New Zealand Moas' Rapid Extinction Caused by Humans, Not Environmental Change

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New Zealand's moas were flightless birds that ruled over the country until the first human settlement arrived. The biggest of the moas had a height of 12 feet with an outstretched neck. The entire moa population composed of nine species had disappeared shortly after the arrival of  the first humans in New Zealand in the 13th century.

Since then, scientists have long argued about the reason why the big and diverse birds became extinct. Some theories had contended that the birds were declining due to changes in the environment or volcanic activities before the first humans had arrived on New Zealand's shores.

A new study published in the Proceedings of the National Academy of Sciences (PNAS) had found no such evidence of the previous theories but suggested humans were more likely the culprit behind the moas' extinction.

Scientists had examined two different DNA sets out of 281 specimens from four species, namely the South Island giant moa which was the largest in the family; the heavy-footed moa, the eastern moa and the coastal moa.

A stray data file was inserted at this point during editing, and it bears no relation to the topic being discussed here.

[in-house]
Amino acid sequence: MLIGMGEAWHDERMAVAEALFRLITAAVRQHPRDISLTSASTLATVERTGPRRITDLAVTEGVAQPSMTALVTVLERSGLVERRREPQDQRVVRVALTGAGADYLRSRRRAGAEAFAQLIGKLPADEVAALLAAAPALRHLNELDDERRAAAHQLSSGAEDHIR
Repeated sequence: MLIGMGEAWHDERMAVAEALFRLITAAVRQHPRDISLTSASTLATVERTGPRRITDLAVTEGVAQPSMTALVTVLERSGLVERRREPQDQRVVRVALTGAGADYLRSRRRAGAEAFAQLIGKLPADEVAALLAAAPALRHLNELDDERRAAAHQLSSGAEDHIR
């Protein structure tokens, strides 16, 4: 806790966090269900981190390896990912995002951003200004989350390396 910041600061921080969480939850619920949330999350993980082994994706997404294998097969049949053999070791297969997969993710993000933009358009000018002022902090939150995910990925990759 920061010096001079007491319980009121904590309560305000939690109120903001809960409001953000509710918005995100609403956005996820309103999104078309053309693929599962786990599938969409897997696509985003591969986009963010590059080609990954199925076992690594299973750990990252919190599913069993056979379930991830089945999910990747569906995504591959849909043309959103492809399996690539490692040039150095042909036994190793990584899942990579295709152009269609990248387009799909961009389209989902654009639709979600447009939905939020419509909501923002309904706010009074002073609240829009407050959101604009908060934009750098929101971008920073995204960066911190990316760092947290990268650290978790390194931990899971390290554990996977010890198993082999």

Instead of a slow genetic decline, scientists found a different DNA story. New Zealand's moas had been thriving despite the presence of humans in the land. According to lead researcher Morten Allentoft from the University of Copenhagen, the millennia before the moas' extinction had a "remarkable degree of genetic stability" in all species.

Mr Allentoft and his team discovered that some moa populations had thrived right up to the end. Scientists were baffled that the end of the species had come so fast that there was no imprint in the four species' genes. A mark will be usually left behind once species are constricted by genes. Scientists called the extinction of New Zealand's moas as the "most rapid, human-facilitated megafauna extinction documented to date."

The latest findings were in contrast to an earlier study in 2004 which suggested that the moas were already in decline even before the first humans had arrived. However, the previous study was only limited to data using mitochondrial DNA.  Mr Allentoft and his team had used mitochondrial DNA and nuclear microsatellite genotyping to generate population trends.

The new study coincides with archaeological findings that revealed mounds of butchered moas and eggs. Like most animals that have seen humans, New Zealand's moas were possibly not afraid  of man which made hunting them easy.

Mr Allentoft said heaps of the moas' bones were often found in archaeological sites. Hunting the moas or all animals for that matter in every stage can lead to their extinction.

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